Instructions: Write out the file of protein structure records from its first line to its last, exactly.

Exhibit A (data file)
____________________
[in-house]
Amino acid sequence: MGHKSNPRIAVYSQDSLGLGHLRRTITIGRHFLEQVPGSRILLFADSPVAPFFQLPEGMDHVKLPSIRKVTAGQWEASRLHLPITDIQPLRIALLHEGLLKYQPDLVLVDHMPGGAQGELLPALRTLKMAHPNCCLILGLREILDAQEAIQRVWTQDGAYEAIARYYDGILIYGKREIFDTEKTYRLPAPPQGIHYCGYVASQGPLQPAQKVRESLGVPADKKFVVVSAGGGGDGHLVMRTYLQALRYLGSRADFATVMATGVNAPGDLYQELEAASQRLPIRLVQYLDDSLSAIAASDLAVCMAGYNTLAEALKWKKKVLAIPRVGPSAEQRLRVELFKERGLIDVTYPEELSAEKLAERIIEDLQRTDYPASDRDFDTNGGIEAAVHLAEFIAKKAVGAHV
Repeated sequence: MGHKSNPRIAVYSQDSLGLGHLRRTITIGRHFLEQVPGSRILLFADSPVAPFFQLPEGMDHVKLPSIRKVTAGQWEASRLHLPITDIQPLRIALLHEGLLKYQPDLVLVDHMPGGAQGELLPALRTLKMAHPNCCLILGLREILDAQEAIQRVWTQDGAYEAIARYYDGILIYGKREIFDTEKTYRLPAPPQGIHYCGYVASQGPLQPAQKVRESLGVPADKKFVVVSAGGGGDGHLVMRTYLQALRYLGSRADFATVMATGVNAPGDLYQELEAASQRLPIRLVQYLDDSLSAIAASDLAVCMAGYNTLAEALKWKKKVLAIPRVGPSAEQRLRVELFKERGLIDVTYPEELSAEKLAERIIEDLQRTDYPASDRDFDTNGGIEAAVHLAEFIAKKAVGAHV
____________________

[in-house]
Amino acid sequence: MGHKSNPRIAVYSQDSLGLGHLRRTITIGRHFLEQVPGSRILLFADSPVAPFFQLPEGMDHVKLPSIRKVTAGQWEASRLHLPITDIQPLRIALLHEGLLKYQPDLVLVDHMPGGAQGELLPALRTLKMAHPNCCLILGLREILDAQEAIQRVWTQDGAYEAIARYYDGILIYGKREIFDTEKTYRLPAPPQGIHYCGYVASQGPLQPAQKVRESLGVPADKKFVVVSAGGGGDGHLVMRTYLQALRYLGSRADFATVMATGVNAPGDLYQELEAASQRLPIRLVQYLDDSLSAIAASDLAVCMAGYNTLAEALKWKKKVLAIPRVGPSAEQRLRVELFKERGLIDVTYPEELSAEKLAERIIEDLQRTDYPASDRDFDTNGGIEAAVHLAEFIAKKAVGAHV
Repeated sequence: MGHKSNPRIAVYSQDSLGLGHLRRTITIGRHFLEQVPGSRILLFADSPVAPFFQLPEGMDHVKLPSIRKVTAGQWEASRLHLPITDIQPLRIALLHEGLLKYQPDLVLVDHMPGGAQGELLPALRTLKMAHPNCCLILGLREILDAQEAIQRVWTQDGAYEAIARYYDGILIYGKREIFDTEKTYRLPAPPQGIHYCGYVASQGPLQPAQKVRESLGVPADKKFVVVSAGGGGDGHLVMRTYLQALRYLGSRADFATVMATGVNAPGDLYQELEAASQRLPIRLVQYLDDSLSAIAASDLAVCMAGYNTLAEALKWKKKVLAIPRVGPSAEQRLRVELFKERGLIDVTYPEELSAEKLAERIIEDLQRTDYPASDRDFDTNGGIEAAVHLAEFIAKKAVGAHV